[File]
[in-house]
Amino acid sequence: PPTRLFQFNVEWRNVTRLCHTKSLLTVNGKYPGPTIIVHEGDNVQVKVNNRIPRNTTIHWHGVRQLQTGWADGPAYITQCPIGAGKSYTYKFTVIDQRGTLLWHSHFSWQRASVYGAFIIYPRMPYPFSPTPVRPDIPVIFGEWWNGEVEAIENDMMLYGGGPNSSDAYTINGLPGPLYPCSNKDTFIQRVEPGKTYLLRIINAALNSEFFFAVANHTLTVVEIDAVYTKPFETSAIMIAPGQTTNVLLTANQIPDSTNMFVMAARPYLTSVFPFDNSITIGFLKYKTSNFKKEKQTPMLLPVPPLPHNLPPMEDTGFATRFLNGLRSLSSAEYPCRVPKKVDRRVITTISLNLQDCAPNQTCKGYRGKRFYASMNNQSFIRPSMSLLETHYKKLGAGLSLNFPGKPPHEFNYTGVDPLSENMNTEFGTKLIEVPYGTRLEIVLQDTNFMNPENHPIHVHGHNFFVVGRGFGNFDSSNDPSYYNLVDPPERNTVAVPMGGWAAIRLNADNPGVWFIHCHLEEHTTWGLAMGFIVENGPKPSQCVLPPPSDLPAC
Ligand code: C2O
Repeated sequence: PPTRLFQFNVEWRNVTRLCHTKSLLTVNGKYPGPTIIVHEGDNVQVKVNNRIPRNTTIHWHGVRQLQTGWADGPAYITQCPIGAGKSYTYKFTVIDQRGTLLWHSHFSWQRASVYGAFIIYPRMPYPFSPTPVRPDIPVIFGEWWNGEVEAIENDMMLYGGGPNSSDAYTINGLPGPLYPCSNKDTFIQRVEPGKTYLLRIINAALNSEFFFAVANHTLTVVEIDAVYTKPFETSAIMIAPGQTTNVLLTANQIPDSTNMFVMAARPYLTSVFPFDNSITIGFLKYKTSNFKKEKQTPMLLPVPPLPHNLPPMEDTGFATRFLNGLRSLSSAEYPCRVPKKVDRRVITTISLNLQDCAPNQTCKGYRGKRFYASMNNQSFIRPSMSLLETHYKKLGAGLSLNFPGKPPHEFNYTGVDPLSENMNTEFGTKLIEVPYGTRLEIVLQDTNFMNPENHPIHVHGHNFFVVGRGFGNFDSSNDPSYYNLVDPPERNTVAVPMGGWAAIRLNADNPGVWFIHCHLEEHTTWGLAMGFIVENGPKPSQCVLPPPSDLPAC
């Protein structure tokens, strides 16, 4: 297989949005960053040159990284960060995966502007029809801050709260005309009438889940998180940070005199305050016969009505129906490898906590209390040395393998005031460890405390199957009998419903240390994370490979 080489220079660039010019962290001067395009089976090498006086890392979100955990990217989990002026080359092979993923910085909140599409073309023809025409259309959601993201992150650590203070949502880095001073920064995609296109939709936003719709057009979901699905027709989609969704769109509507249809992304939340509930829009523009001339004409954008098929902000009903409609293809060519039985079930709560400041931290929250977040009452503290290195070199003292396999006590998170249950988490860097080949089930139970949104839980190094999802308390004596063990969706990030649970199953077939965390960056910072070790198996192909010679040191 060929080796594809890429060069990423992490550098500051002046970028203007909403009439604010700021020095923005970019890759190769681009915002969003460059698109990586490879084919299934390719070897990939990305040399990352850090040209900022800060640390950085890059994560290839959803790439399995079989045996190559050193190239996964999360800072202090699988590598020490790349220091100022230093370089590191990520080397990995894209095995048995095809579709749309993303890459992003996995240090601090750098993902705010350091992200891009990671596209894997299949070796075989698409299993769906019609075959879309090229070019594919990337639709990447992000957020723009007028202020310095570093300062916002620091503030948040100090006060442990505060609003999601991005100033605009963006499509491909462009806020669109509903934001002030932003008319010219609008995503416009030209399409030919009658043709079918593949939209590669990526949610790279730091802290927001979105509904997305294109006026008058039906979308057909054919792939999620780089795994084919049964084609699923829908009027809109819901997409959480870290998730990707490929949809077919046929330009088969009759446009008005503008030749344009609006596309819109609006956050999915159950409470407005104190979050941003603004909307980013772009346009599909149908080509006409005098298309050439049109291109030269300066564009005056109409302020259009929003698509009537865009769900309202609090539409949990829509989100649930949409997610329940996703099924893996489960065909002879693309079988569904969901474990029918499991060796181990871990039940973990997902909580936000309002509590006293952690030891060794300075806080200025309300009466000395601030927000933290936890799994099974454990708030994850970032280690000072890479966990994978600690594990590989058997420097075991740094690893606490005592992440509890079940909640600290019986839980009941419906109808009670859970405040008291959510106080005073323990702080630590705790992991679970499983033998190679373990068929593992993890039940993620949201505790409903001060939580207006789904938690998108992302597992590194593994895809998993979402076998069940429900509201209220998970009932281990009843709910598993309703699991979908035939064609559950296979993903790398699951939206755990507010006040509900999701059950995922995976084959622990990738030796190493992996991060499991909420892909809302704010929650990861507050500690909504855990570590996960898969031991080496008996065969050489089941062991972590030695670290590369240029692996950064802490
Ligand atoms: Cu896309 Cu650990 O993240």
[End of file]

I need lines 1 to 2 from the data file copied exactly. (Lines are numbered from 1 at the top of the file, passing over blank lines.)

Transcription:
[in-house]
Amino acid sequence: PPTRLFQFNVEWRNVTRLCHTKSLLTVNGKYPGPTIIVHEGDNVQVKVNNRIPRNTTIHWHGVRQLQTGWADGPAYITQCPIGAGKSYTYKFTVIDQRGTLLWHSHFSWQRASVYGAFIIYPRMPYPFSPTPVRPDIPVIFGEWWNGEVEAIENDMMLYGGGPNSSDAYTINGLPGPLYPCSNKDTFIQRVEPGKTYLLRIINAALNSEFFFAVANHTLTVVEIDAVYTKPFETSAIMIAPGQTTNVLLTANQIPDSTNMFVMAARPYLTSVFPFDNSITIGFLKYKTSNFKKEKQTPMLLPVPPLPHNLPPMEDTGFATRFLNGLRSLSSAEYPCRVPKKVDRRVITTISLNLQDCAPNQTCKGYRGKRFYASMNNQSFIRPSMSLLETHYKKLGAGLSLNFPGKPPHEFNYTGVDPLSENMNTEFGTKLIEVPYGTRLEIVLQDTNFMNPENHPIHVHGHNFFVVGRGFGNFDSSNDPSYYNLVDPPERNTVAVPMGGWAAIRLNADNPGVWFIHCHLEEHTTWGLAMGFIVENGPKPSQCVLPPPSDLPAC